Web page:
Background: School-based body mass index screenings (SBMIS) have been controversial. We aimed to determine if parents would indicate improved utility with SBMIS when the report included parent education and whether parental intent to modify obesity risk factors would vary with report type or child weight. Methods: A cluster-controlled trial was conducted with 31 elementary schools randomized to distribute a standard SBMIS report or the standard report plus education (SBMIS+). A random subsample of parents completed a mailed survey (731 SBMIS, 738 SBMIS+). Using a two-stage cluster sampling design, logistic regression models with school-level random effect were used to assess differences between conditions and by weight category. Results: Parents in the SBMIS+ condition vs. the standard condition were more likely to indicate that the report provided useful information (not significant) and an intent to help their child get enough sleep (p < 0.001). Parents of children who were overweight or obese were less likely than parents of children who were not to indicate that the report provided useful information about their child's weight status (p < 0.001) or access to resources (p < 0.05). However, these parents were more likely to plan a visit to healthcare provider (p < 0.001) and to intend to limit sugar-sweetened beverages (p < 0.05). Conclusions: Parental education can enhance the utility of the SBMIS report and parental intention to modify at least one obesity risk factor. SBMIS reports prompted parents of children with overweight and obesity to seek clinical care and limit sugar-sweetened drinks.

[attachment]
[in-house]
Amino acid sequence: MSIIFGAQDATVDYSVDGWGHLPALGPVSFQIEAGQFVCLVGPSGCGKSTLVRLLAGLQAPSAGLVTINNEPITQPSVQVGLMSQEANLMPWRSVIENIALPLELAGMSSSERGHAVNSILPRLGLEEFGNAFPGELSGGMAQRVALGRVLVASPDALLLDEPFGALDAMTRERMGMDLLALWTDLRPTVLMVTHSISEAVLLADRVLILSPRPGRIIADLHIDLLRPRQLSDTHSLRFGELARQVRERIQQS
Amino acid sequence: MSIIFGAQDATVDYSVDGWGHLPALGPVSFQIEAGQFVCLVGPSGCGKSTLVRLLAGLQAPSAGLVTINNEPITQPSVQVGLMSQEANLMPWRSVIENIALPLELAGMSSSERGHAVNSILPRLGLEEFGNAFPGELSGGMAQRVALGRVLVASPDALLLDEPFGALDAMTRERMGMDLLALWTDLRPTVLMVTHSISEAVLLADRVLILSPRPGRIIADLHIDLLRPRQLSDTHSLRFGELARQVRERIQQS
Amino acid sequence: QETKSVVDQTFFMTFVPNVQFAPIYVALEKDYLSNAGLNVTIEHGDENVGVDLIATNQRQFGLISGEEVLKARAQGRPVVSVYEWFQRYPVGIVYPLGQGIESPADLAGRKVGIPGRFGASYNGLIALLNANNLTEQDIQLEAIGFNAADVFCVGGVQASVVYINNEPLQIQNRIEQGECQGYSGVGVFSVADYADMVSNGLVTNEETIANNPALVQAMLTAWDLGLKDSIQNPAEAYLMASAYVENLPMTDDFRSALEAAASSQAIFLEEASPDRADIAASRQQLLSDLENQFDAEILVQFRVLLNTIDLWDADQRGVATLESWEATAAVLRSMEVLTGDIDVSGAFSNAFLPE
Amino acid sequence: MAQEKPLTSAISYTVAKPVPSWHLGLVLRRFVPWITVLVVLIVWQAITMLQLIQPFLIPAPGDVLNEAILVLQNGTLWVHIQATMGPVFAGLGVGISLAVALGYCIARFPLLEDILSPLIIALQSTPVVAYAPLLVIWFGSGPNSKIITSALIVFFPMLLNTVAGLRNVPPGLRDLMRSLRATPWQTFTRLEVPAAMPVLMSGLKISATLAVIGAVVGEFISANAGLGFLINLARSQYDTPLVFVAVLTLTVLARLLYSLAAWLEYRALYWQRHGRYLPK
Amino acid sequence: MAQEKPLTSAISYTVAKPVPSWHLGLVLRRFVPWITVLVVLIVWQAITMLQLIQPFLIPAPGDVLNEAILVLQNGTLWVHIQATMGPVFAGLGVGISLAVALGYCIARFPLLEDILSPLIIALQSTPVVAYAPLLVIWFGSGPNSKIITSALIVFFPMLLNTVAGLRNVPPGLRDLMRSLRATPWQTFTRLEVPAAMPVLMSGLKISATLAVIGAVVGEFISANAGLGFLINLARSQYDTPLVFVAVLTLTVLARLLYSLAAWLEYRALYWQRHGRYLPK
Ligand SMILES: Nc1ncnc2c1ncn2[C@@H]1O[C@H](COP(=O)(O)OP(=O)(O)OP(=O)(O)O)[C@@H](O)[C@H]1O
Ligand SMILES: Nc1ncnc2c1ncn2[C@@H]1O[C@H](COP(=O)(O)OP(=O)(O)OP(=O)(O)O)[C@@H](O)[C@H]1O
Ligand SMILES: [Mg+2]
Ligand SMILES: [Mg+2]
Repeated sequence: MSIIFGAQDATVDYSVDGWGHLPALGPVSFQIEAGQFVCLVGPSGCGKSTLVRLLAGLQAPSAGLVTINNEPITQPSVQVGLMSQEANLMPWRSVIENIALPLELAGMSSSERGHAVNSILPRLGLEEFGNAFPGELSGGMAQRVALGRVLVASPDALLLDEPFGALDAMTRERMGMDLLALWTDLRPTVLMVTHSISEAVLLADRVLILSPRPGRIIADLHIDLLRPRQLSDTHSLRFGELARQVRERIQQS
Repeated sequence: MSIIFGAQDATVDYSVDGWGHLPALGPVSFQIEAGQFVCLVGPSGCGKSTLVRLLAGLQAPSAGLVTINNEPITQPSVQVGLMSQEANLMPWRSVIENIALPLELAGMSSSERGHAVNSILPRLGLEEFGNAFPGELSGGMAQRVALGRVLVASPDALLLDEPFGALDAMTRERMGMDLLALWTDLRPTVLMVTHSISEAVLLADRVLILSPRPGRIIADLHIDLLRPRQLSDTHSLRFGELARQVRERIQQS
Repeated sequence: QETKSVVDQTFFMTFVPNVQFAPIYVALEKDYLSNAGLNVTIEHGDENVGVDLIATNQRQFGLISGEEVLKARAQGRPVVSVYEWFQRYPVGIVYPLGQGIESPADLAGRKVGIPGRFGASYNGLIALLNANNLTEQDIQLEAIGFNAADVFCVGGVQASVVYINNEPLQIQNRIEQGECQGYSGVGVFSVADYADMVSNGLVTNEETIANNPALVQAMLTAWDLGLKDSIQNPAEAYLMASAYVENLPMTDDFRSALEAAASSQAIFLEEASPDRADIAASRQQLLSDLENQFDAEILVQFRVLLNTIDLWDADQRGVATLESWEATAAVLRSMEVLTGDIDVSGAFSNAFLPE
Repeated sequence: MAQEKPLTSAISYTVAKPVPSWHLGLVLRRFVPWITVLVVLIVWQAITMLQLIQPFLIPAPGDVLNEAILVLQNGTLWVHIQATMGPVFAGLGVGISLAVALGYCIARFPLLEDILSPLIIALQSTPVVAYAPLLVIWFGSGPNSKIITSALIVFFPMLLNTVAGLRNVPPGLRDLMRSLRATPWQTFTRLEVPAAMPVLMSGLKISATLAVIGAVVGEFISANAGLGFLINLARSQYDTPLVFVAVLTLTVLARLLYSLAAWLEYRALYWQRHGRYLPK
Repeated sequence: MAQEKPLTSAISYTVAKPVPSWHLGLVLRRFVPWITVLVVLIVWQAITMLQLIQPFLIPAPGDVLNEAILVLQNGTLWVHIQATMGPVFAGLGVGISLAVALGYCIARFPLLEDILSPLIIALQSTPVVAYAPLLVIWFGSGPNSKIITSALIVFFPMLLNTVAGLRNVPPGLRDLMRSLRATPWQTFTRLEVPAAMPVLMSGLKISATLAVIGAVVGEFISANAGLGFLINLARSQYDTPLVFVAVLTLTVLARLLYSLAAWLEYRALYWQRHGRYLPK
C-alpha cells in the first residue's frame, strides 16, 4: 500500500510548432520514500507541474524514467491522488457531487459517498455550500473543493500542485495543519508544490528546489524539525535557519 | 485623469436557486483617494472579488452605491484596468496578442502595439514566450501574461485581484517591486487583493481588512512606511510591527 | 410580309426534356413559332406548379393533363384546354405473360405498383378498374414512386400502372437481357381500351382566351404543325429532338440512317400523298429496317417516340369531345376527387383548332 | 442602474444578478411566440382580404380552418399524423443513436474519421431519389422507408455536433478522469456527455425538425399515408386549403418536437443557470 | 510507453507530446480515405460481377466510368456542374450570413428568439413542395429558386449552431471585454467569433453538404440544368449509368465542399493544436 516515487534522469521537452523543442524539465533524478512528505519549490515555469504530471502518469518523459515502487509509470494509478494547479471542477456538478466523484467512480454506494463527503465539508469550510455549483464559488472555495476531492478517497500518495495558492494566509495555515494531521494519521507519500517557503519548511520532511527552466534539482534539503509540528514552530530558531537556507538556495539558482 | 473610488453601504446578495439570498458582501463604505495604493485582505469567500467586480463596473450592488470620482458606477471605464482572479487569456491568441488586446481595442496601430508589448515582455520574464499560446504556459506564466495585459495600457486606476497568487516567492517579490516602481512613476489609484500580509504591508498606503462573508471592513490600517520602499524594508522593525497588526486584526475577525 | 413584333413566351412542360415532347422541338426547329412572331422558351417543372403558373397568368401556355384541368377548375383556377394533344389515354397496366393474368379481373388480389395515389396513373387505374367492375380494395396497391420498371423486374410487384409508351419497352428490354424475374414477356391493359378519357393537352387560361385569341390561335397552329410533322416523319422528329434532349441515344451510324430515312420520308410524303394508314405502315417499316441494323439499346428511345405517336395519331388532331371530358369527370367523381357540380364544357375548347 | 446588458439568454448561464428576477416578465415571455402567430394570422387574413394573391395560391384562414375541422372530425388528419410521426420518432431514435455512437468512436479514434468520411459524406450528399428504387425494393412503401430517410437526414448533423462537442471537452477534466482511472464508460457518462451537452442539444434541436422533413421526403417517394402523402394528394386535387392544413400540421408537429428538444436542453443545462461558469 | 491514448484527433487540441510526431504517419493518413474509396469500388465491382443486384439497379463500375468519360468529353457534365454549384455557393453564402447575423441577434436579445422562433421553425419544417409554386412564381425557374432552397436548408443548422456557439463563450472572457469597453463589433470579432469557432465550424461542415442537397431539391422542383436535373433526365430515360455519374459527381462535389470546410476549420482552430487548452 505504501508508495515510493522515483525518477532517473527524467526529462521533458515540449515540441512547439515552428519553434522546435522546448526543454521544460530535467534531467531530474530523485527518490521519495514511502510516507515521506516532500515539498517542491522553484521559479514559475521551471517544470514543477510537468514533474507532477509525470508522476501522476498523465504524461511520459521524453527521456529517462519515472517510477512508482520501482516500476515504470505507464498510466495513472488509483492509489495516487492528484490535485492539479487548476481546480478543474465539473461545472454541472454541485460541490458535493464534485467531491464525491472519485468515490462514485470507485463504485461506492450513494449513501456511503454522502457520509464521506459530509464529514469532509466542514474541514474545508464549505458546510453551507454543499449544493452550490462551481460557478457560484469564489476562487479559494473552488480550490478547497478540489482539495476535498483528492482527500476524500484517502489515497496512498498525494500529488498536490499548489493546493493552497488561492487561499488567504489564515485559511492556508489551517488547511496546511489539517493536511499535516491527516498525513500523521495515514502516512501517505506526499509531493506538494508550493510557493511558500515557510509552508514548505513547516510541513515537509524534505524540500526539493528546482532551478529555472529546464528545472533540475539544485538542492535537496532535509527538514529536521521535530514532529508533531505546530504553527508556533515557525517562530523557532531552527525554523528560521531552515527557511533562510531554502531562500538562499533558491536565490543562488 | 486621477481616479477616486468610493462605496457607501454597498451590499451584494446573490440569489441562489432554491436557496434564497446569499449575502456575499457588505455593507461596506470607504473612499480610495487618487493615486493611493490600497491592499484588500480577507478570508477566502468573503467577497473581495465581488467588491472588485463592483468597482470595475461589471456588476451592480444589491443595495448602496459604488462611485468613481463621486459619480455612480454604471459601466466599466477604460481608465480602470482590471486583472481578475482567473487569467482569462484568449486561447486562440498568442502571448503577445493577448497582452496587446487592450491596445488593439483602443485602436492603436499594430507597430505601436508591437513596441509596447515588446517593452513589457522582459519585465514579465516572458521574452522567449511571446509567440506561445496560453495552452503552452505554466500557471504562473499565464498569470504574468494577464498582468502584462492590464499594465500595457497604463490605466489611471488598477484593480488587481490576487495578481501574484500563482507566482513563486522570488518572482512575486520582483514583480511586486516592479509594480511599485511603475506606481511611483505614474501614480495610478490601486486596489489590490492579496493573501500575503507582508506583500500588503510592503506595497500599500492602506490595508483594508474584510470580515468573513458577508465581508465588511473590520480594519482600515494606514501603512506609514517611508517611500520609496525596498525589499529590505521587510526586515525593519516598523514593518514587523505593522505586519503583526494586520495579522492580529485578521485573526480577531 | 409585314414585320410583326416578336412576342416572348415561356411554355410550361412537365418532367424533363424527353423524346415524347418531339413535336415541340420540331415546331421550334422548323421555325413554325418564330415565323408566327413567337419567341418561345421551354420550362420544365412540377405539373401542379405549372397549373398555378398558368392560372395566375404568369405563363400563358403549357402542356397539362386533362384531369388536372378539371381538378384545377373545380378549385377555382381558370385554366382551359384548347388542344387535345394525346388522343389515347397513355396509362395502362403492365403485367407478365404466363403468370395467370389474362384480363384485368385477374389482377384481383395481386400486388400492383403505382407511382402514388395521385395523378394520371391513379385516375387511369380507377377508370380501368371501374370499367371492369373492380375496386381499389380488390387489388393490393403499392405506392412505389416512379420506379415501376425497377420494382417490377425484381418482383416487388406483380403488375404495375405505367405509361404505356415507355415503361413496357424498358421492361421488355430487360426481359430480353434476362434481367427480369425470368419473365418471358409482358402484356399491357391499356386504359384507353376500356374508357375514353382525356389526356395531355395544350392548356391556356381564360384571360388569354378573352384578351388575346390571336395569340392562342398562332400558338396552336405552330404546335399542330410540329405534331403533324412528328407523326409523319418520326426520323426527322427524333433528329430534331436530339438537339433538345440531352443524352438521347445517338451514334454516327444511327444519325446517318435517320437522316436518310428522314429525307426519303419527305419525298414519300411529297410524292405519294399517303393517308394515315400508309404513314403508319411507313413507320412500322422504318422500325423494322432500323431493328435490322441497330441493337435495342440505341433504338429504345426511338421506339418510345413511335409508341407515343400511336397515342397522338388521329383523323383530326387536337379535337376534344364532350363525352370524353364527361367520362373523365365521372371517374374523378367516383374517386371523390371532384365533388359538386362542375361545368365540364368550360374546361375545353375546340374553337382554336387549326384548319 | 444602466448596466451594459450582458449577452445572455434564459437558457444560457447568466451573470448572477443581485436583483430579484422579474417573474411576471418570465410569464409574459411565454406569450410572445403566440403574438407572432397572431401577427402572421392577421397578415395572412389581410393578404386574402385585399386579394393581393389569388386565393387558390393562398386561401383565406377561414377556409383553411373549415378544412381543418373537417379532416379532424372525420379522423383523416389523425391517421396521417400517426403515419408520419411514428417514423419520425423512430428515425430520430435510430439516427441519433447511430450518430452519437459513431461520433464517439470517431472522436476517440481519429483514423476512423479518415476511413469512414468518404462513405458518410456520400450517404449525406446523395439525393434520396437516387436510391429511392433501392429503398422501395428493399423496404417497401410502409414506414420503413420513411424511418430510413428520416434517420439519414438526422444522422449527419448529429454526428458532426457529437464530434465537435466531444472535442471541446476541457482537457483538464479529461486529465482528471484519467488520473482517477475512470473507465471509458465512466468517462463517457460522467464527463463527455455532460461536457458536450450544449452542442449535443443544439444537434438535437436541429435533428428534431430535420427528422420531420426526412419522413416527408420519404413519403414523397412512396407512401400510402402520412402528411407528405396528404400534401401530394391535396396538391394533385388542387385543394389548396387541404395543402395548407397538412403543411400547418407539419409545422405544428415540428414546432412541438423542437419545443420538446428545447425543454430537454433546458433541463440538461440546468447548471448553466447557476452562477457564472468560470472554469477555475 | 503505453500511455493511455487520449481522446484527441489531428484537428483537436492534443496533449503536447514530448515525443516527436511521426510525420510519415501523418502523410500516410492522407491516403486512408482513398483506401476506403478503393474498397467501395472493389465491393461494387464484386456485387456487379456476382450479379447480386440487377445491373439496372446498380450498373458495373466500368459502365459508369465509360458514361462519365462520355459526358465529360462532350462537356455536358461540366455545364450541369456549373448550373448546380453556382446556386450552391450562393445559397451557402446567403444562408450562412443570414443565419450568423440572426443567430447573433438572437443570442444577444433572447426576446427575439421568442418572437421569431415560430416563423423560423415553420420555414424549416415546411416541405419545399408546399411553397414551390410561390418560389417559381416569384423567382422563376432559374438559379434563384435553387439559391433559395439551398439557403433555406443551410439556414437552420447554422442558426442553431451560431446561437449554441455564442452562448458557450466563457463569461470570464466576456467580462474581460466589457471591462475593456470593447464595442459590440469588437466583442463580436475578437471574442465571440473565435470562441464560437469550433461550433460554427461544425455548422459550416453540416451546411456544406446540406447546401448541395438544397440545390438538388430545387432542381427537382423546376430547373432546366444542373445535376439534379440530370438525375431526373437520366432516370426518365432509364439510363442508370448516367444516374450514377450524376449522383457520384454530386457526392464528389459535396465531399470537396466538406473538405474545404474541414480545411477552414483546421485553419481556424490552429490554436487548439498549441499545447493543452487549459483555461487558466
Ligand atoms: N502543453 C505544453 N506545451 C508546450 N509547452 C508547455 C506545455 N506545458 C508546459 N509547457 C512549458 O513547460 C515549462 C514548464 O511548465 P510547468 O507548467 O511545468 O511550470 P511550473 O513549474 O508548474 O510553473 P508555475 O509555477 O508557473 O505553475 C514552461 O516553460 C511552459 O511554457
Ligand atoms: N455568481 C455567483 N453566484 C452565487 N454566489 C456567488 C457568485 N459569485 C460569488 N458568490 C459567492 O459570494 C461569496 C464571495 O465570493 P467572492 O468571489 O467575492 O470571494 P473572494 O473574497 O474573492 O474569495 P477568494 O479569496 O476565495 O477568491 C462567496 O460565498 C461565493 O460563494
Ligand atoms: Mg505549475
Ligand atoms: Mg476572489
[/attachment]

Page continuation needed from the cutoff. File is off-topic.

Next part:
All Science Journal Classification (ASJC) codes
- Pediatrics, Perinatology, and Child Health
- Endocrinology, Diabetes and Metabolism
- Nutrition and Dietetics